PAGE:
The “question mark” icon offers help for the open preference category. The help file is actually pretty good and covers most common situations.

The “documents” icon offers a method for displaying the XML data for the selected item(s).

The red “Stop sign” icon offers the option to disable the currently selected preference item. That means that the CSE will not process the item at all. The icon changes to a green “Stop sign” when a preference item is disabled. Clicking the green icon will re-enable the preference.


You might wonder how GPPs actually work – and you may already have guessed it. Preferences work kind of the same way as normal Group Policy technology, the CSE takes what it needs from SYSVOL and makes sure to apply the settings on the client (in most cases in context of the SYSTEM account).

Figure 4:
The different Group Policy Preferences categories

GPPs are actually “just” folders and files – yes, you guessed it: XML formatted files – added to SYSVOL. A “Preferences” folder is created below either the “\User” (for User Configuration preferences) or the “\Machine” (for Computer Configuration preferences) folder within a GPO in SYSVOL. And for each preference category (see Figure 4) a folder is created below the “Preferences” folder (see Figure 5).

Figure 5:
A folder is created for each enabled Group Policy Preference category

Below each category folder you will find an XML file for each Preference setting you have, containing the relevant configuration options etc. – simple and very efficient!

Item Level Targeting

Item Level Targeting (ILT) is an additional “filter” to those you have on the GPO itself (WMI and security group filters), which applies to the particular GP Preference item within the GPO only – not the entire GPO as with the existing filtering options. So, for instance, if you create a GPO which has a GPP item creating a share on client you can set a kind of filter on that particular item alone, to make sure you only hit computers/users that apply to the ILT setting(s) you have defined. Within a single GPO you can have multiple preference items, each with its own targeting option(s).

With ILT you can use logical functions, like And/Or and Is/Is Not. You can create Collections of logical functions to make it all very flexible and in an extremely user friendly way. ILT is slightly faster than WMI filters as they use built-in APIs of the operating system instead of WMI.

This is a complete list of conditions you can use in ILT “filters”:
Battery Present, Computer Name, CPU Speed, Date Match, Dial-Up Connection, Disk Space, Domain
Environment Variable, File Match, IP Address Range, Language, LDAP Query, MAC Address Range, MSI Query, Operating System, Organizational Unit, PCMCIA Present, Portable Computer, Processing Mode, RAM, Registry Match, Security Group, Site, Terminal Session, Time Range, User and/or a custom WMI Query. Impressive, right?

Additionally you can add both labels and comments to collections or ILT items for better overview – targeting can get pretty complex in larger environments.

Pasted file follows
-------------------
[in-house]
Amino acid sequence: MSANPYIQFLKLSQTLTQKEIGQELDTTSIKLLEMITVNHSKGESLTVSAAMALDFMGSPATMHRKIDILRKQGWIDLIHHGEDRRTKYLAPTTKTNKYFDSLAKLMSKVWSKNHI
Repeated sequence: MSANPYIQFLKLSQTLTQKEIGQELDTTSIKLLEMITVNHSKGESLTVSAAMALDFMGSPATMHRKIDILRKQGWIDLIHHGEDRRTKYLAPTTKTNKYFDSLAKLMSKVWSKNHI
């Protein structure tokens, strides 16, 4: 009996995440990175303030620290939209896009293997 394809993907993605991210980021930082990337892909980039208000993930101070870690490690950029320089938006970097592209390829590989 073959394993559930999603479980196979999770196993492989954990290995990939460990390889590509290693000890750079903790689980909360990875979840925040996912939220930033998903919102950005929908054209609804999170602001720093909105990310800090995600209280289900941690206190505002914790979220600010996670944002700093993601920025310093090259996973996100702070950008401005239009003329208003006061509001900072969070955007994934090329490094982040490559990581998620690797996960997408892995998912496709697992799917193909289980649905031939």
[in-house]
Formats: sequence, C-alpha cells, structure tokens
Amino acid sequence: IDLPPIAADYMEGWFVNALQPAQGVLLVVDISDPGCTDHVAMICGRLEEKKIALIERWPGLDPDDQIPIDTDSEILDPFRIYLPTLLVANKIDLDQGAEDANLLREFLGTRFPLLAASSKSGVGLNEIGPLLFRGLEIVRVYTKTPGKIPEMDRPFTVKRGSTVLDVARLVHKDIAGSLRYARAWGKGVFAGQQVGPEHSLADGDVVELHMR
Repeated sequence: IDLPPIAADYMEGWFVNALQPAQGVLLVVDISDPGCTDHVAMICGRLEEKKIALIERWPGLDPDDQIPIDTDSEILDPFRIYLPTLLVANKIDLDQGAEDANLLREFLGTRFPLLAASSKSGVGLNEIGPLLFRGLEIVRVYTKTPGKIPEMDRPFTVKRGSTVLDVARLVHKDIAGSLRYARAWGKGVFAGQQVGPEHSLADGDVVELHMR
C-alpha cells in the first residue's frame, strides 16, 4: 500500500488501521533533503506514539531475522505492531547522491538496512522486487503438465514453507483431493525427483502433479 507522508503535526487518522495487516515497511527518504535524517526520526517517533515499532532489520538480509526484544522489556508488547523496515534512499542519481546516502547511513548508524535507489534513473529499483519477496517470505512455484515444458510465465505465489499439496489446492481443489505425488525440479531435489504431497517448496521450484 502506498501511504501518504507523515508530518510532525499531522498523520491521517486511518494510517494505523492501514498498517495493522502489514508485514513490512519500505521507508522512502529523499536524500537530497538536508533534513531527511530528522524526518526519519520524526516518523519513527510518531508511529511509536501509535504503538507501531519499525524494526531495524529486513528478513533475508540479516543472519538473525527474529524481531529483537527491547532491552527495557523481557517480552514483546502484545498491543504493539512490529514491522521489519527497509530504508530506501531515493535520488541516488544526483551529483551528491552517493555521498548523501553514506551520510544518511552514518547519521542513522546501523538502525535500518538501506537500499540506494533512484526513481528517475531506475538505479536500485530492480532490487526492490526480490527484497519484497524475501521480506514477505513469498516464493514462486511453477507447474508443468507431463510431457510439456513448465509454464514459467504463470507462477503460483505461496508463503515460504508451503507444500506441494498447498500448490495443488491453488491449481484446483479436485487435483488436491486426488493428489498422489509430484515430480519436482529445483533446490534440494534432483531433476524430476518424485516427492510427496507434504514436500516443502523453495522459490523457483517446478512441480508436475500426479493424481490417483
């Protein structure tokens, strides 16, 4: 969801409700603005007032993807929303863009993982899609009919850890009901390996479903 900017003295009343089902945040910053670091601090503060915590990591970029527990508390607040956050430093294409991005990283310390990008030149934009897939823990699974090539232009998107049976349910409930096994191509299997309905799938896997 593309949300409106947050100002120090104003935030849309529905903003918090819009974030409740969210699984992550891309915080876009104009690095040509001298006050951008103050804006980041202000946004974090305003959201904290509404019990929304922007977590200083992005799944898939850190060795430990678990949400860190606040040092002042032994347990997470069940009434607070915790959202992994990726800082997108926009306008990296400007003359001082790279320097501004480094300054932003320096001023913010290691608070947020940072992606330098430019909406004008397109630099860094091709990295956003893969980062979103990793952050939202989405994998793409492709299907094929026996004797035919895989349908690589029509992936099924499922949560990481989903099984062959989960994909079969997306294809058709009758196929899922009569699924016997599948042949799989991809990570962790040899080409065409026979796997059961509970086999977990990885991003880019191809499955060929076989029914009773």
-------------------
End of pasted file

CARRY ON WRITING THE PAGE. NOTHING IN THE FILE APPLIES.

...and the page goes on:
Figure 6 shows the “Targeting Editor” with 2 collections, each collection with multiple Boolean ILT items (or ‘queries’) – one of the collections must come out true for the particular preference setting to apply to the user or the computer object.

Figure 6:
The Targeting Editor

ILT provides us with ultimate control of who gets what preference item.

Exporting & Importing Group Policy Preferences

Your GPPs can be exported to XML very easily. Just right click a preference, choose Copy and then Paste to your desktop or some other folder – and an XML document will be created. This document includes everything you need to import the GPP into another GPO (or environment for that matter). To import an XML document all you have to do is to Copy and Paste the document info the Preference area in the Group Policy Management Editor. Even Drag & Drop works for importing and exporting – it is almost too easy.

If you open the XML document (by using Notepad, XML Notepad, Internet Explorer or whatever) you will quickly be able to spot the preference settings – including ILT configuration. If you’re up for it, just copy the ITL section to other policies where you need the exact same “filter” – it’s very easy to work with actually. This tip might be helpful if you have a certain ILT “filter” which must apply to a lot of different preference items.

Shortcuts, colors & variables

Some “hidden” (maybe too hidden?) options are available in different locations within the GPPs GUI. You may have wondered what the green lines (see Figure 7 below) or circles (see Figure 8 further down) represent.

Figure 7:
Folder Options Properties and colored lines

A green line below a setting, ex. “Hide extensions for known file types” on the Folder Options preference shown above, indicates that it must be processed by the CSE. A stippled red line means that the setting will not be processed by the CSE, no matter what the configured value is. Below Internet Explorer Properties you’ll find the same use of colors – however this time it is not lines, but circles – the meaning of the colors is exactly the same.

Figure 8:
Internet Explorer Properties and colored circles

Here’s a quick introduction to some shortcuts that make it easy to set whether or not a preference item (or all items) should be processed by the CSE:

F5: Define all settings in this dialog box – Enable the processing of all settings in the dialog window. Very useful if you have disabled some settings and you then want to “reset” the form.

F6: Define the currently selected setting – Enable the processing of a single setting in the dialog windows. Useful if you disabled one setting using F7 and you want to re-enable the item.